Neuralink’s brain chip delays may have forced Elon Musk to look for help
Elon Musk, the world's richest person has reached out to a competitor Synchron Inc. about a potential investment after his own biotech company Neuralink has lagged in developing an implantable brain chip, Reuters reported earlier this week.
Launched in 2016, Neuralink was co-founded by Musk to develop implantable brain-chip interfaces to connect humans and computers. Like his ambitious projections about his electric vehicles, Musk had ambitiously claimed in 2019 that Neuralink was aiming for its product to receive regulatory approval by the end of 2020.
Later in 2021, when the company had not even begun human trials, Musk claimed at a Wall Street Journal conference that he expected them to begin by 2022, but the company has failed to get the regulatory nod to do so, even at the time of writing this. Contrastingly, a startup, Synchron, received the necessary approvals last year.
Synchron, the startup that beat Neuralink
Brooklyn, New York-based Synchron was also founded in 2016 and has a relatively smaller team of 60 people, while Neuralink has 300, Reuters reported. The startup is also working on relatively modest budgets as it has raised only about $65 million as opposed to the $363 million Musk-backed Neuralink has done so far.
When ready, the startup's brain chip will not need to be surgically implanted inside the brain, making it much superior and easy to use than Neuralink's device. Last month, the startup began its human trials in the U.S., while it has successfully used its device on four patients in Australia.
Elon Musk allegedly reached out to Synchron's founder and chief executive, Thomas Oxley, recently to discuss a potential deal. It is not clear whether the transaction would result in a collaboration or tie-up between the two companies. Sources, on the condition of anonymity, told Reuters that Synchron has not decided whether it would accept the investment, and there is no certainty on the deal going through.
Problems that ail Neuralink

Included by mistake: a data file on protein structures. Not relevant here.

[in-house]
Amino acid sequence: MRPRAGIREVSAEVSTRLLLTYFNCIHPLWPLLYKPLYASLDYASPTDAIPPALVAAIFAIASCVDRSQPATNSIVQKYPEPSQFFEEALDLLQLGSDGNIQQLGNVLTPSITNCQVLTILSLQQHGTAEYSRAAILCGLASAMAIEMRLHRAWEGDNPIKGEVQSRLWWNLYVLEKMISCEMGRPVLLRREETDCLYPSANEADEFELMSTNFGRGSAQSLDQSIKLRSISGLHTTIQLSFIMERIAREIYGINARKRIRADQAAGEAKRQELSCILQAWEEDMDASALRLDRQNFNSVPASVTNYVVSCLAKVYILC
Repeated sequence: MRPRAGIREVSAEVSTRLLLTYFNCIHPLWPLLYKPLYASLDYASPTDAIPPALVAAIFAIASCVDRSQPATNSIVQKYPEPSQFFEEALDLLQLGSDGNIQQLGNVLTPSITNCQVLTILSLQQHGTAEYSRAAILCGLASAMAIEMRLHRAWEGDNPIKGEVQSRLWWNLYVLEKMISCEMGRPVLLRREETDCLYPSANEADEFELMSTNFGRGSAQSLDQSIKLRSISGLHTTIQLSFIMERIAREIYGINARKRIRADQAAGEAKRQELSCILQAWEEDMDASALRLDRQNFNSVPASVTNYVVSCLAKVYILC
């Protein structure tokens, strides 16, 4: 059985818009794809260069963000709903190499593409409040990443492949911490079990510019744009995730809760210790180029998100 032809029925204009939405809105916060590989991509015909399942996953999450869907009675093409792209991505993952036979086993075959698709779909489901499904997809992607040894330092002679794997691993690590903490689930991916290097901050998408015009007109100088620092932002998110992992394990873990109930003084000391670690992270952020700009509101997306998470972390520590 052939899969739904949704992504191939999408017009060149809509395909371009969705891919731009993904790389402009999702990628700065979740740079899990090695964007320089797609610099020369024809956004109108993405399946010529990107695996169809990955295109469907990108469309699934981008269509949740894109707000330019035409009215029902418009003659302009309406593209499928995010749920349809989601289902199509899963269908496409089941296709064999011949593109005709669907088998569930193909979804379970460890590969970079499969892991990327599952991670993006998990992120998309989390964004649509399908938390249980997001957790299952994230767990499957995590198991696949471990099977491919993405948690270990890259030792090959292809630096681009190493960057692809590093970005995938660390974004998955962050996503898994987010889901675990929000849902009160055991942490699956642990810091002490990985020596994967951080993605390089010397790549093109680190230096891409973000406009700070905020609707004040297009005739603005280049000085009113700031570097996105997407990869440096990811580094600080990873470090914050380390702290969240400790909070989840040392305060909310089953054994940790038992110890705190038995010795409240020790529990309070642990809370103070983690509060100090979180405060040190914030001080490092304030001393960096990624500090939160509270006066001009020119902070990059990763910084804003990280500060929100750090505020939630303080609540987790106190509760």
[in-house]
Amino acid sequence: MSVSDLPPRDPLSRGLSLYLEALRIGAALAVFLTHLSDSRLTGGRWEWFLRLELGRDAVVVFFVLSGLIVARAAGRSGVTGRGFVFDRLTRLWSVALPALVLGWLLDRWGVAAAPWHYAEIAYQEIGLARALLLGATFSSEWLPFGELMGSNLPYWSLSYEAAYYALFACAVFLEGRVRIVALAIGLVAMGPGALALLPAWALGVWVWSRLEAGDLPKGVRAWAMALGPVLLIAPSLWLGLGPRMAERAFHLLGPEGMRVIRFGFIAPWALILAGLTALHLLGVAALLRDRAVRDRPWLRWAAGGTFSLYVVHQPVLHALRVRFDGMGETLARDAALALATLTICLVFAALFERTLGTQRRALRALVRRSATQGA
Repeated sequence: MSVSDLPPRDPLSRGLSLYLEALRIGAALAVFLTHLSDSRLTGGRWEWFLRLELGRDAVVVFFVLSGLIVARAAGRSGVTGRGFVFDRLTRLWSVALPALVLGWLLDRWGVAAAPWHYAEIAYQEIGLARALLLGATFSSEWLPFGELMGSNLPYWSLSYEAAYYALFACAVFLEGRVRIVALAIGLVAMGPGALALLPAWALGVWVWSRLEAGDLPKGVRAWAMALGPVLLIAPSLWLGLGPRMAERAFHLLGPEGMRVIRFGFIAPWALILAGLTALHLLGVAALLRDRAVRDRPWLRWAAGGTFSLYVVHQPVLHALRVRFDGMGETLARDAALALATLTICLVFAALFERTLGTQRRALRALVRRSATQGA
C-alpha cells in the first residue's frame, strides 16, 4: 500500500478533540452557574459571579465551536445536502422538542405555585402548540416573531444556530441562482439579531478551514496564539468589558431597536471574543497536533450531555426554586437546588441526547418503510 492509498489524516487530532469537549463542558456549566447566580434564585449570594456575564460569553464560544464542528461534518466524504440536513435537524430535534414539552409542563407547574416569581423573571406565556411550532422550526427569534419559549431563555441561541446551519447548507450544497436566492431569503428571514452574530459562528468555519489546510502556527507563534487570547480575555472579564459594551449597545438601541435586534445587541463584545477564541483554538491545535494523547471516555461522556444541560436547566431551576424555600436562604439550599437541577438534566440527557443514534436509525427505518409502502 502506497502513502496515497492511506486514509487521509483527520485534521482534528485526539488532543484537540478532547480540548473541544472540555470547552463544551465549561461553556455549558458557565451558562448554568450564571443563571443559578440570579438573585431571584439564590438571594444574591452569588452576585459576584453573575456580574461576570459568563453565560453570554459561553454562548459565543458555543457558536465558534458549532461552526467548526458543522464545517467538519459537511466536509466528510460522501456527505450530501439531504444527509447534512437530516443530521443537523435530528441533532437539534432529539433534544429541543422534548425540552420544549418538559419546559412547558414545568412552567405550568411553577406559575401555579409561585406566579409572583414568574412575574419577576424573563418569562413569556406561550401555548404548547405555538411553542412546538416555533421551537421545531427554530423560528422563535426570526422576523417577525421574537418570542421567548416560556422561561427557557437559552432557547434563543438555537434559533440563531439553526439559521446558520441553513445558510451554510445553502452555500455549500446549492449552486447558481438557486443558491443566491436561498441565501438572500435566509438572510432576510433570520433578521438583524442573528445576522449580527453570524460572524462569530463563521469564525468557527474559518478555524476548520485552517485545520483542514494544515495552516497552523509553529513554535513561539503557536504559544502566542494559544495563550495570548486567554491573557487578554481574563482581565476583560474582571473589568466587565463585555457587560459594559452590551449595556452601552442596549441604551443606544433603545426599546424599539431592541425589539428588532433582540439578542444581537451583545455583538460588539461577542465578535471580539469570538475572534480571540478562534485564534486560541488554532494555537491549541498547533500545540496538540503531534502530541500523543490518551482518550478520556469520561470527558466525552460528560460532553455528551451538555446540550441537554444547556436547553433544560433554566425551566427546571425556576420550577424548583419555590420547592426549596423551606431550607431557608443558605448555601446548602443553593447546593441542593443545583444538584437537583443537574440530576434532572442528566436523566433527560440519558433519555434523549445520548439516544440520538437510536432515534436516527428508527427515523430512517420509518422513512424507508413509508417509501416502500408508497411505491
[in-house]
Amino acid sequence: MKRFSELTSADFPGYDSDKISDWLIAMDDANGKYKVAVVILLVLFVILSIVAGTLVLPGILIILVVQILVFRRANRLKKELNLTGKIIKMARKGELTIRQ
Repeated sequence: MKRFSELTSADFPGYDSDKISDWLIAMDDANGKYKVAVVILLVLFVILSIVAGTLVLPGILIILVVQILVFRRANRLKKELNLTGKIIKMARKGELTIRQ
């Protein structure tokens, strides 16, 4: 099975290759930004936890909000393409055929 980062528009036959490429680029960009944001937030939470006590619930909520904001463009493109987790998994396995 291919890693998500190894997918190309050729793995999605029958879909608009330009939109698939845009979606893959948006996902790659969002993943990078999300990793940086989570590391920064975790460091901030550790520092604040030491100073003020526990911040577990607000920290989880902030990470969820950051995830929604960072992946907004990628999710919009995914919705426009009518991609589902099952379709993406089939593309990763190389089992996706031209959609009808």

Earlier this year, an animal-rights group filed a complaint that Neuralink was subjecting its test monkeys to cruelty after 15 of its 23 monkeys died. In its response, Neuralink said that it had to euthanize some monkeys after complications such as device failure or infections post surgery, and it subsequently improved its device design and surgical protocols.
Apart from the regulators, even the company's own founders seem to lack faith in the work the company's work. Musk was among eight other investors who had invested money to launch Neuralink in 2016. Six years later, only two, including Musk, remain. Max Hodak, who was one of the investors and also held the position of President at the company, left Neuralink last year to invest in Synchron earlier this year.
The slow progress has frustrated Musk enough to reportedly seek greener pastures with his money and in a bid to realize his vision of a brain-computer interface. However, after the report surfaced, Musk also tweeted that there'll be an update on Neuralink's progress in October.
Going by Musk's previous promises on Neuralink and other companies, it would be too naive to put too much faith in this tweet. With the Twitter saga, we also know that Musk can move quickly to acquire or invest in something he sets his eye on. Whether it works out in his favor, remains to be seen.
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